General Mills is in hot water with the Food and Drug Administration over the cereal giant’s claims that Cheerios have been “clinically proven to lower cholesterol.” To the FDA’s thinking, if you make the sort of claim that implies a product can be used for the prevention, mitigation, or treatment of a disease, you’re marketing a drug, not a breakfast treat. General Mills now has to change its packaging and promotions to make it clearer that the beloved cereal isn’t actually a treatment for high cholesterol.
This story may sound odd, but the FDA comes down on ads all the time. Here are a few more examples of commercials or marketing that have irritated the federal government’s various watchdogs:
Although I’m not yet in the target demographic, I can only assume that Viagra’s great. However, even though it has undoubtedly helped millions of men who suffer from erectile dysfunction, the drug can have some rather nasty side effects, including headache, nausea, and a condition called cyanopsia where everything the user sees appears to be tinted blue. Last year, though, Pfizer ran a series of “Viva Viagra” spots on the Web that didn’t list any of the drug’s potential side effects. The ad, which retooled Elvis’ “Viva Las Vegas” into a song about the drug, was already an affront to the King, but it also ran afoul of the FDA, which requires that any ad detailing a drug’s benefits also include its negative side effects. The FDA sent Pfizer a stern warning, and the drugmaker killed the ads.
That wasn’t the first time Viagra’s marketing had angered the FDA. A 2004 TV spot entitled “He’s Back” actually caused a bigger stir. In the ad, a middle-aged guy walked around looking frisky while a voiceover intoned, “Remember that guy who used to be called ‘Wild Thing’? The guy who wanted to spend the entire honeymoon indoors? Remember the one who couldn’t resist a little mischief? Yeah, that guy. He’s back.” At the end of the ad, the man stood in front of a sign that read “Viagra,” so that the top of the “v” looked like devil’s horns on him.
Pretty obvious that this is an ad about sex, right? Pfizer didn’t think so, hence the company didn’t include any side effect info. Big mistake. The FDA disagreed and knocked the ads off the air.
Starting in 1919, less than a year after he graduated from medical school, Dr. W.F. Koch started curing cancer. Or so he said.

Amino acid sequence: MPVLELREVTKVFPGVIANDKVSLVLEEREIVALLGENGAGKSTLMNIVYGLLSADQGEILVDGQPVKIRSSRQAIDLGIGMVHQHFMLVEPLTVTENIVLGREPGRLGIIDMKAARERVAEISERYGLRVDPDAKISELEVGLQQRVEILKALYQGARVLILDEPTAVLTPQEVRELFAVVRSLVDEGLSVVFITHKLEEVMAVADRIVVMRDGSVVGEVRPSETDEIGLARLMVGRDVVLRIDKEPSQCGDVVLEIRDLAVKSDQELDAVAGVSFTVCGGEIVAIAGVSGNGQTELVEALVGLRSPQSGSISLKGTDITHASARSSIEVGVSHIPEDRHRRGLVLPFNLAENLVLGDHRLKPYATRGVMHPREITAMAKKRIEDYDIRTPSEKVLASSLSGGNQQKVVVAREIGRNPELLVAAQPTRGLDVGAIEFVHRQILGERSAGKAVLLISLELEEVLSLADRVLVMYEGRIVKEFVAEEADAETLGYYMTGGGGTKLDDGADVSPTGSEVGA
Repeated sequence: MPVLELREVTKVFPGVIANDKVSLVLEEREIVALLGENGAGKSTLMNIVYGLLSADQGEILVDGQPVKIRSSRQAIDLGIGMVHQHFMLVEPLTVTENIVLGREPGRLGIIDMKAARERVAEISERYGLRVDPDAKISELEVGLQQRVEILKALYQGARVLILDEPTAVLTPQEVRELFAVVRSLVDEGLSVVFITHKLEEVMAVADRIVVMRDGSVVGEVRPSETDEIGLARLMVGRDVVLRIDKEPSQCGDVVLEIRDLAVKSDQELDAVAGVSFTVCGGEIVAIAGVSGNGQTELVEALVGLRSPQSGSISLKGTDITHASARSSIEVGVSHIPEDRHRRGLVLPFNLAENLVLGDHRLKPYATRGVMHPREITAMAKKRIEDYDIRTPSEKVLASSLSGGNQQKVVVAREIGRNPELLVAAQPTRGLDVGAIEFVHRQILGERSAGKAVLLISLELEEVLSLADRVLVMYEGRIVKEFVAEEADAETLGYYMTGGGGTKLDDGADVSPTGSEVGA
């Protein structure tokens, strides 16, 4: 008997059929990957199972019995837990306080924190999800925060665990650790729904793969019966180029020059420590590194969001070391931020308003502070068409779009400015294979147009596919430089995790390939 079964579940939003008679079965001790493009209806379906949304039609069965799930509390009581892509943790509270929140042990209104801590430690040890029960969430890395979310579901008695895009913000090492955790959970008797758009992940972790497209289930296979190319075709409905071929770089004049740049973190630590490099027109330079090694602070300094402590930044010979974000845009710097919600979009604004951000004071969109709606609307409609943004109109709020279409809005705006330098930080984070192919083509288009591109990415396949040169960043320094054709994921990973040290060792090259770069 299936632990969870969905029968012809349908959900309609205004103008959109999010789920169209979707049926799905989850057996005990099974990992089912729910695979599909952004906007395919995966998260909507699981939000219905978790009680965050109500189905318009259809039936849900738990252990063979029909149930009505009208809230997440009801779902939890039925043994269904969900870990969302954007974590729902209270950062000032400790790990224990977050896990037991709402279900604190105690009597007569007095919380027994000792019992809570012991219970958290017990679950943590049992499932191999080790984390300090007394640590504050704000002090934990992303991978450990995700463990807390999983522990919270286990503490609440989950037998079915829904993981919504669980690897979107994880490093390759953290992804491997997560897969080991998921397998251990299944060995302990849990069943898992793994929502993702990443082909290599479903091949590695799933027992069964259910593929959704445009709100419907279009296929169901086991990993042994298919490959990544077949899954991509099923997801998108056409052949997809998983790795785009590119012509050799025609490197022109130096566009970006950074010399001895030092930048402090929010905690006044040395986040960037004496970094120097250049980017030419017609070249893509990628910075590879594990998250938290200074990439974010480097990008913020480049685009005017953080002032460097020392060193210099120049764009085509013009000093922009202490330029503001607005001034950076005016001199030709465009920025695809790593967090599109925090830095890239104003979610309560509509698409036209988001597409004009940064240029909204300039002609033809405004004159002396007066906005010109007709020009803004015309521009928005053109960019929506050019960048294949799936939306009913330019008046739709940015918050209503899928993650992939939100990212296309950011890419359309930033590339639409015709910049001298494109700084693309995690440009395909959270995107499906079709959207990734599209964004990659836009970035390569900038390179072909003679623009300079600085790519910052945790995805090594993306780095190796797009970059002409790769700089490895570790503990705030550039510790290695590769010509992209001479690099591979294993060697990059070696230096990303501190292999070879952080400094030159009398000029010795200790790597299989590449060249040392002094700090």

Hacking from tuberculosis? No problem, glyoxylide would fix that right up. Allergies? Take a shot, and they’d be gone. The FDA realized these claims were in all likelihood preposterous, and in the 1940s the organization started testing glyoxylide to see what was actually being sold as the magical drug. It turned out that Koch had been peddling two milliliters of distilled water for 25 bucks a pop. The FDA brought two suits against Koch, and although it couldn’t secure a conviction in either one, the quack fled to Brazil in 1950.
In 2004, Listerine ran an ad campaign that touted the results of a new study showing that rinsing with their product twice a day was just as effective as flossing. Huzzah! No more annoying flossing!
Not quite. The ads horrified dentists and dental hygienists around the country, and there were several scientific errors in the conclusion. The study cited by the ad, which was funded by Listerine’s parent company, Pfizer, used a sample that only included people with relatively healthy teeth and gums, not a representative slice of the population. Furthermore, while Listerine is effective at retarding gum disease and plaque, it’s no substitute for flossing’s ability to reduce tooth decay. In 2005 a federal judge ruled that the ad was not just misleading, but actually posed a public health risk for spreading such erroneous information.
This wasn’t the first time Listerine had misled the public. At various points in the product’s 95 years on the over-the-counter market, it’s claimed to be a dandruff cure and a cure for colds and sore throats. The latter claim ended up costing the brand some cash; a 1976 Federal Trade Commission ruling stated that Listerine actually couldn’t prevent or lessen the severity of colds and sore throats. The FTC ordered Warner-Lambert, the brand’s then-owner, to undertake a $10.2 million advertising campaign to set the record straight on Listerine’s nonexistent curative properties. [Image courtesy of Good Experience.]
In modern usage, “snake oil” is a term derisively slapped on any medicine that promises more than it can deliver. At the beginning of the 20th century, though, snake oil was a panacea that could not only relieve muscle and joint pain but also cure frostbite, sore throats, and sprains. Clark Stanley, a former cowboy, was one of America’s most famous snake oil peddlers.
Business was good for Stanley until the government seized a shipment of his product in 1917 to see if it could really soothe all the ailments it claimed. Big surprise: it couldn’t. In fact, it wasn’t even totally clear that the oil contained any snake; it was mostly mineral oil, camphor, red pepper, and turpentine with just 1% fatty oil that investigators suspected was beef fat.
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